A special military court trying leaders of an abortive coup against Sudanese President Jaafar al-Nimeiri last month has completed its hearing and retired to consider judgement.
SV and CU: manacled accused taken under escort past crowds and into courthouse (3 shots)
CU: captured weapons on display (2 shots)
CU: leader of accused by-brigadier Mohammed Nour Saeed seated in court (2 shots)
LV and CU: accused seated in court (4 shots)
Brigadier Saeed is said to have admitted to interrogators he had discussed the date and plans for the abortive coup with leaders of an anti-Nimeiri front, under former Premier Sadiq al-Mahdi, in London last March. The first aim of the plotters was to assassinate President Nimeiri on his return from a trip to the United States and France on 2 July. They failed in this, but pressed on with their coup, attacking barracks and other key installations in Khartoum. Hundreds of people were killed in subsequent fighting before troops loyal to President Nimeiri subdued the attempt.
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Background: A special military court trying leaders of an abortive coup against Sudanese President Jaafar al-Nimeiri last month has completed its hearing and retired to consider judgement.
SYNOPSIS: Earlier, more than 50 accused appeared before a state security tribunal in Khartoum. Altogether, nearly three hundred people are being tried for their part in the attempted Coup. Some face the death sentence if found guilty, while others face life imprisonment. Some of the accused said they were trained in Ethiopia and Libya before staging the abortive coup against President Nimeiri early last month. Weapons captured in the fighting between the rebels and government troops were displayed in the courtroom. Damage estimated at 300 million US dollars was caused in the fighting.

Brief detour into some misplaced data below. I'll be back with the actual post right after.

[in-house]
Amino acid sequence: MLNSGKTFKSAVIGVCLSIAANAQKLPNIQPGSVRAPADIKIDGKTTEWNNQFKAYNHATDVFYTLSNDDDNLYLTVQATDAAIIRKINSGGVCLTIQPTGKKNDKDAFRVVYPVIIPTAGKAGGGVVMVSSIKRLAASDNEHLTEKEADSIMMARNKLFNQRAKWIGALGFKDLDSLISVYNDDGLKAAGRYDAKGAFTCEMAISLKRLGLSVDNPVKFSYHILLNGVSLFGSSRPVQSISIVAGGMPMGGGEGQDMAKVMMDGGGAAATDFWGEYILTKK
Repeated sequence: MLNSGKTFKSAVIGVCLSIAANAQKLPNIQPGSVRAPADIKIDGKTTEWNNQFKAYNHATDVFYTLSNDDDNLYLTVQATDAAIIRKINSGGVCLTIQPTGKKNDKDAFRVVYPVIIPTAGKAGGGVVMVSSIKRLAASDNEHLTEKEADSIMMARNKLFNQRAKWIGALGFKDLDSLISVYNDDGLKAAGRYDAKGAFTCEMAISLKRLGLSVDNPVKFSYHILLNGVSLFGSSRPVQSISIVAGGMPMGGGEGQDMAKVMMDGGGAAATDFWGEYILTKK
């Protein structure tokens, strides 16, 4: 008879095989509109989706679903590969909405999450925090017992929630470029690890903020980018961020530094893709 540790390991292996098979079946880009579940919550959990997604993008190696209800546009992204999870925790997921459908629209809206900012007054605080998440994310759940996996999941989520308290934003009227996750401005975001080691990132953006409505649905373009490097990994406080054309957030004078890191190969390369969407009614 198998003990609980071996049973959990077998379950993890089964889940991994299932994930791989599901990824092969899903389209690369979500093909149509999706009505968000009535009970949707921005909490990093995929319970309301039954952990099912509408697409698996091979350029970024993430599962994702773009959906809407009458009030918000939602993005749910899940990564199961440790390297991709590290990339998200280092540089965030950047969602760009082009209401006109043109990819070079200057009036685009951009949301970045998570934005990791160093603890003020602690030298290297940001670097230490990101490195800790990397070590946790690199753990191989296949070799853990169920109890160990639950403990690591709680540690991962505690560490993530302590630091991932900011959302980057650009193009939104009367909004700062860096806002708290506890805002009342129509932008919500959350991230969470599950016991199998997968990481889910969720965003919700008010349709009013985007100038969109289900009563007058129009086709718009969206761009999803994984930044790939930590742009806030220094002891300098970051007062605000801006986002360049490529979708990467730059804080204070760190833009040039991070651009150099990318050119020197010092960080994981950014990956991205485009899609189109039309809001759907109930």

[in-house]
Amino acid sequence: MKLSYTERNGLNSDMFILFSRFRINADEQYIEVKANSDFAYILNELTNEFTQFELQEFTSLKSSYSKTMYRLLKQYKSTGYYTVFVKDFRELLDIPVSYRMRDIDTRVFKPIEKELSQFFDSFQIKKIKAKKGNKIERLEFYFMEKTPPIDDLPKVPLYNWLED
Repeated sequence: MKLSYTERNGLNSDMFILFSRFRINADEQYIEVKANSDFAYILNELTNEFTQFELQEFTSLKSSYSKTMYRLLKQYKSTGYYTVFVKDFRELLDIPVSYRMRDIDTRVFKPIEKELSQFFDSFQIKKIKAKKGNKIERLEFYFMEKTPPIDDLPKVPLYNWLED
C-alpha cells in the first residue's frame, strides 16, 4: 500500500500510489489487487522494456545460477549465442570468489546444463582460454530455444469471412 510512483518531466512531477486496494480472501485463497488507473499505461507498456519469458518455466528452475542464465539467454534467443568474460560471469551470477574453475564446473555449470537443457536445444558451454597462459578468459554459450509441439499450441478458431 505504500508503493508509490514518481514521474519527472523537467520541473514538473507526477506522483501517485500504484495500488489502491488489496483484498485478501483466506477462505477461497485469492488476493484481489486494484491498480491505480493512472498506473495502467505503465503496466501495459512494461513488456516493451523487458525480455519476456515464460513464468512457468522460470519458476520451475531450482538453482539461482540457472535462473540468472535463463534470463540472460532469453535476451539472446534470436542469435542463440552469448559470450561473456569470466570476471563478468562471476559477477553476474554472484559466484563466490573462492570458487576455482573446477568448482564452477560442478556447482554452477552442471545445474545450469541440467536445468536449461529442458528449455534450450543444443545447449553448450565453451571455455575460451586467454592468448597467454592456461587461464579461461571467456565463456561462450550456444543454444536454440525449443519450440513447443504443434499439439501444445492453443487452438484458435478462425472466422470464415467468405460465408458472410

Among those on trial in Khartoum was former Sudanese Army Brigadier Mohamed Nour Saeed, Military leader of the abortive coup. Brigadier Saeed pleaded not guilty to charges of waging war against Sudan and attempting to overthrow the Nimeiri regime. An investigating officer said Brigadier Saeed said in a confession that 1,000 of the insurgents had been trained in Libya and Ethiopia. Sudan broke off diplomatic relations with Libya and sealed its borders with the neighbouring state after government troops crushed the rebellion.